CAMDEN – Driven by a grant deadline, Camden officials are pursuing feedback from Camden Public Library Trustees on designs showing how the Megunticook River between Main Street and Camden Harbor will look after removal of the Montgomery Dam.

A meeting is planned for 1 p.m., Wednesday, Aug. 18, via Zoom. Town Manager Audra Caler, Select Board Vice Chair Alison McKellar, and board member Matt Siegel plan to meet with Library Director Nikki Maounis, and Library Trustees Pat Jones, Silvio Calabi, Marti Wolfe and Kristen Smith.

A $40,000 grant was awarded to the town of Camden in September 2019 to pay for designs and engineering for the full or partial removal of the dam. The Coastal Community Grant is managed by the state Department of Marine Resources, which receives funding from the federal National Oceanographic and Atmospheric Administration.

Library Trustees oversee the Olmstead-designed Harbor Park, which includes a wall that separates the river from the park and contains a dam sluiceway. There is also a seawall at the base of the park.

Conceptual drawings of what it would look like without the dam show the river flowing over the lower pathway and bottom of Harbor Park and the walls removed.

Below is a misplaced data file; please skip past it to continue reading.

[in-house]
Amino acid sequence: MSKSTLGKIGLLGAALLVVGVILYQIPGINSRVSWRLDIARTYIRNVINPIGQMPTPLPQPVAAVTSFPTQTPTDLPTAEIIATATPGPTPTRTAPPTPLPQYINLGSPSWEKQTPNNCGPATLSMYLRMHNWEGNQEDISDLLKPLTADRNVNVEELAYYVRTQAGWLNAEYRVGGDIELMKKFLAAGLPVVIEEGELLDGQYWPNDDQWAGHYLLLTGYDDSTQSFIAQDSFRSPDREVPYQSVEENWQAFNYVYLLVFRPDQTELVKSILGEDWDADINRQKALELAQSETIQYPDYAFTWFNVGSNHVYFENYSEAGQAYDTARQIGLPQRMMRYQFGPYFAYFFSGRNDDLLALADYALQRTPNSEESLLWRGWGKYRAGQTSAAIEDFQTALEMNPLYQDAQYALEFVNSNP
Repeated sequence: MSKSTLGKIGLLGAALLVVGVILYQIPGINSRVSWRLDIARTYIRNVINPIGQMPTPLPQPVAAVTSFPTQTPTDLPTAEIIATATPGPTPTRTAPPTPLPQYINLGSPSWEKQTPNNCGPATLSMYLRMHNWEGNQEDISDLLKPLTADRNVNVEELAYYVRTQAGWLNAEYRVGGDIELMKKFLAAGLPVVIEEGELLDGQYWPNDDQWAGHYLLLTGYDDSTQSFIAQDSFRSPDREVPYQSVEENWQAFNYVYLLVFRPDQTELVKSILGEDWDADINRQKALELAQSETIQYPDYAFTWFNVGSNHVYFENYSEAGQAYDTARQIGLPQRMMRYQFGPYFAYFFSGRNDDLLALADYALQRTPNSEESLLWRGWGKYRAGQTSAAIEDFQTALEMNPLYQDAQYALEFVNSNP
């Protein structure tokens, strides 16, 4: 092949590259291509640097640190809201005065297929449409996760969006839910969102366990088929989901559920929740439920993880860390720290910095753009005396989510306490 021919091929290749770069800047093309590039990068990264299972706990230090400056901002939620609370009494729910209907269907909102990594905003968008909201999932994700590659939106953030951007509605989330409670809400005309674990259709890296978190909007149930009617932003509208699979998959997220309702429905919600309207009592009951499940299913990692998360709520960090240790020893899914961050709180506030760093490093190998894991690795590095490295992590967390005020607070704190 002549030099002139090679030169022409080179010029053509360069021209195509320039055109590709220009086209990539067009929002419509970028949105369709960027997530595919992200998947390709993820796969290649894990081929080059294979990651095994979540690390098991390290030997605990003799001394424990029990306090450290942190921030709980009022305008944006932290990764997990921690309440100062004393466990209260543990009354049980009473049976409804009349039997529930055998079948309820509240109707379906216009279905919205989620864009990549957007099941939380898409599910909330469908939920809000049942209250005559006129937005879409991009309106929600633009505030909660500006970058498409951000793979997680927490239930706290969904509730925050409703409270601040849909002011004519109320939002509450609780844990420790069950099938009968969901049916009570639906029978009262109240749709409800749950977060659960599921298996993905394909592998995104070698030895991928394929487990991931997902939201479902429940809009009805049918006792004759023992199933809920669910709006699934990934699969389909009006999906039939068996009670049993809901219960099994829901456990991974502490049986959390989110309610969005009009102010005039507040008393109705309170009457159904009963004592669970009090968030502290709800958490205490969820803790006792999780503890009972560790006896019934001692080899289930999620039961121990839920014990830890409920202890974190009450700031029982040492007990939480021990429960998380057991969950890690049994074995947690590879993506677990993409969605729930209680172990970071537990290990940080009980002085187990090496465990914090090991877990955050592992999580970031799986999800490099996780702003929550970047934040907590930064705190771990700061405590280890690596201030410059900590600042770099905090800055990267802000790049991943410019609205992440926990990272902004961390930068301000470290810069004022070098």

On Aug. 10, board members selected Caler, McKellar, and Siegel as their representatives to meet with library officials. Board member Marc Ratner is very interested in the issue but will be on vacation.

Select Board Chair Bob Falciani said the meeting of the “modest-sized task force” would include Maounis and three members of the Library Board of Trustees. Caler will draw up an agenda, he said.

“There are some immediate decisions that need to be made in regard to certain priorities on various options with respect to the Montgomery Dam,” he said. “The consensus was we have some things we have to do, and we can’t wait.”

A joint meeting between the full Select Board and Library Board of Trustees is postponed, and would have involved 18 people, he said.

Caler said she is “staying very clear” on the intent of the meeting. Library officials will be asked for their input on various designs within the “defined parameter of removing the dam and restoring the channel.”

There are a lot of variations and different design options for how that is achieved, she said.

Caler said they would not be talking about why they picked this option or didn’t look at the other options.

Falciani said he thought the task force would meet three or four times over the next two months.

Caler and McKellar disagreed, saying the grant requires engineering to be completed by November, and for this to be accomplished, the concept must be done by September. Caler hopes there will be two meetings with library representatives, and that they get good design input.

Siegel asked questions before confirming he would serve on the task force. He asked if options for Montgomery Dam have been drawn out and if the November deadline was for these options.

Siegel also asked if they would be walking into a hostile room with the Library Board.